How do you say ‘too much’?

too much

My favorite Google Images search result, ever: this Tolo Dance announcement came up for “too much” + “Chinook Jargon” (image credit: Quora)

How do you say ‘too much’ — or ‘too’ anything — in Chinook Jargon?

Ah, the answer to this varies by dialect of CJ.

There are effectively two answers, although one of them is more intricate than the other, as you’ll see!

(1) In the Grand Ronde community of northwestern Oregon, there’s a morpheme for “too”: t’úx̣əlq’a. It’s used in the same syntactic position as the English word, i.e. immediately preceding the adverb or adjective that it’s modifying. So Grand Ronde speakers of Jargon are documented as saying: 

  • t’úx̣əlq’a-hayú ‘too much; too many’
  • t’úx̣əlq’a-hayásh ‘too big’
  • t’úx̣əlq’a-sayá ‘too far’
  • t’úx̣əlq’a-tunús ‘too small’
  • t’úx̣əlq’a-wám ‘too hot’

Something that hasn’t been pointed out in previous research on the Jargon is that this morpheme t’úx̣əlq’a (which appears to have been two words in old Chinookan) for the Excessive Degree should be anayzed as an prefix. It occurs only as a dependent of a following descriptor, never as an independently uttered word. — This means that we must add yet another item to the list of sophisticated creolized features in the G.R. dialect.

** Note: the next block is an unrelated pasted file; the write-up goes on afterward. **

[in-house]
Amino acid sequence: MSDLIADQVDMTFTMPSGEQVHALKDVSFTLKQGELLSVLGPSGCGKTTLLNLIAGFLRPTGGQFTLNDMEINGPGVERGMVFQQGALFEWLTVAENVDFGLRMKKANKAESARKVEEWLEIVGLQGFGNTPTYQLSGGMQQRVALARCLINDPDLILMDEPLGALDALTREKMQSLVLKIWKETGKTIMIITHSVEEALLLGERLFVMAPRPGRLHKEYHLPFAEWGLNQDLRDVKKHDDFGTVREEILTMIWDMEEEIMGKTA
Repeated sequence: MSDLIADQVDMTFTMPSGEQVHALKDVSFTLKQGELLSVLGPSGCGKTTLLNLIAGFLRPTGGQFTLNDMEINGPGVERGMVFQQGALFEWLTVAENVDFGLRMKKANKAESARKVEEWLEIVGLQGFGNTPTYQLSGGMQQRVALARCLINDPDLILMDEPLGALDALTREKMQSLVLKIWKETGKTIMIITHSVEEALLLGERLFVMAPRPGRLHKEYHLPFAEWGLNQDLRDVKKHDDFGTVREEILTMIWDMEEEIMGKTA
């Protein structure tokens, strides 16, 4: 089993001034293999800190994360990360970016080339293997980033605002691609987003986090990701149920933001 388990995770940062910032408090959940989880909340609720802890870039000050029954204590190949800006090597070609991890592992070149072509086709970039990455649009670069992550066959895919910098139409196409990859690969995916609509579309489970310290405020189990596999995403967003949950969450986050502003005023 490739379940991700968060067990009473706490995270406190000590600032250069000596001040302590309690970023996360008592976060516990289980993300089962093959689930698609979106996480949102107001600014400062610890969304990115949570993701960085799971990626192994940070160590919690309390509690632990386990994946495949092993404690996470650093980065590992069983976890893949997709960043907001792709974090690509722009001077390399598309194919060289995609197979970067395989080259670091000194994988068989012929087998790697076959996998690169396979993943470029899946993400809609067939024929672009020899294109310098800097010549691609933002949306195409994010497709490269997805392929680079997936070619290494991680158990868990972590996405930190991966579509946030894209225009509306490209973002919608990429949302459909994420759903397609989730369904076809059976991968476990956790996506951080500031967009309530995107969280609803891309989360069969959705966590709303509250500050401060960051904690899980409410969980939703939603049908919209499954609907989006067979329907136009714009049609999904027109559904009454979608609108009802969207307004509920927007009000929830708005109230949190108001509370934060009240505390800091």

(2) Elsewhere, and especially in British Columbia as documented overtly in my UVic dissertation, there is no morpheme for this “too” concept. (And for once I’m not going on about “null” forms here!)

Instead, in those CJ dialects, descriptive words are more clearly understood to be scalar, which is to say they are latently relative in degree. What this technical talk means is, a bare adjective or adverb (such as Kamloops-area lon ‘long’) can mean ‘long’; ‘longer’; ‘longest’; or ‘too long’, according to the context.

I hypothesize that vocal intonation historically played a part in conveying the distinctions among these, but we may not have sufficient audio documentation of connected speech (like conversations or storytelling) to evaluate that idea. I do find that tone of voice helps present-day speakers to hint at ‘too ____’.

An example of the scalarity of adjectives, specifically aias ‘big’, in Kamloops-area Jargon is in an older post on this site.

Another that I remember from an Indigenous-written “Chinuk Pipa” letter teases Father Le Jeune that maika iakso aias lon ‘your hair is very long’, meaning clearly ‘too long’ from the context.

In BC there are further developments, as usual, in the form of additional later loans from English having greater specificity of meaning than previous Jargon words had. Thus in the letters from the Kamloops area, we find Indigenous people and Father Le Jeune using tumach ‘too much; excessively’ and tulit ‘(too) late’ (e.g. in arriving at church).

So that’s the summary of what we know.
I’m interested to hear frontline reports, though, from groups of present-day learners and speakers, about how they deal with this common pragmatic demand upon the Jargon’s resources…

What do you think?
Kata maika tomtom?